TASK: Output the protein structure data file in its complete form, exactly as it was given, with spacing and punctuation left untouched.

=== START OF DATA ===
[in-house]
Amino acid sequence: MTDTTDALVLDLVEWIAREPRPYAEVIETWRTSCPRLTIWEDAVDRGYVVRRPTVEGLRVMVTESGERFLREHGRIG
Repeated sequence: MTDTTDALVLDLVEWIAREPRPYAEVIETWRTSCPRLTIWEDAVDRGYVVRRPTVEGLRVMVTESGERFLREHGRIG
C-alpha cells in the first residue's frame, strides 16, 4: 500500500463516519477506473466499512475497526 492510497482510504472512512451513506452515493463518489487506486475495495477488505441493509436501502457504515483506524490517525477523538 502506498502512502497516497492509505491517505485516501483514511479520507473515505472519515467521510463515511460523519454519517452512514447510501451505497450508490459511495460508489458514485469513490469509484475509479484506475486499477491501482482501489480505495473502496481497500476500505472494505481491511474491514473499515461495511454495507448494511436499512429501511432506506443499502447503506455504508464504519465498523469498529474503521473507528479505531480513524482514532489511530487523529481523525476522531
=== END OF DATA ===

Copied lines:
[in-house]
Amino acid sequence: MTDTTDALVLDLVEWIAREPRPYAEVIETWRTSCPRLTIWEDAVDRGYVVRRPTVEGLRVMVTESGERFLREHGRIG
Repeated sequence: MTDTTDALVLDLVEWIAREPRPYAEVIETWRTSCPRLTIWEDAVDRGYVVRRPTVEGLRVMVTESGERFLREHGRIG
C-alpha cells in the first residue's frame, strides 16, 4: 500500500463516519477506473466499512475497526 492510497482510504472512512451513506452515493463518489487506486475495495477488505441493509436501502457504515483506524490517525477523538 502506498502512502497516497492509505491517505485516501483514511479520507473515505472519515467521510463515511460523519454519517452512514447510501451505497450508490459511495460508489458514485469513490469509484475509479484506475486499477491501482482501489480505495473502496481497500476500505472494505481491511474491514473499515461495511454495507448494511436499512429501511432506506443499502447503506455504508464504519465498523469498529474503521473507528479505531480513524482514532489511530487523529481523525476522531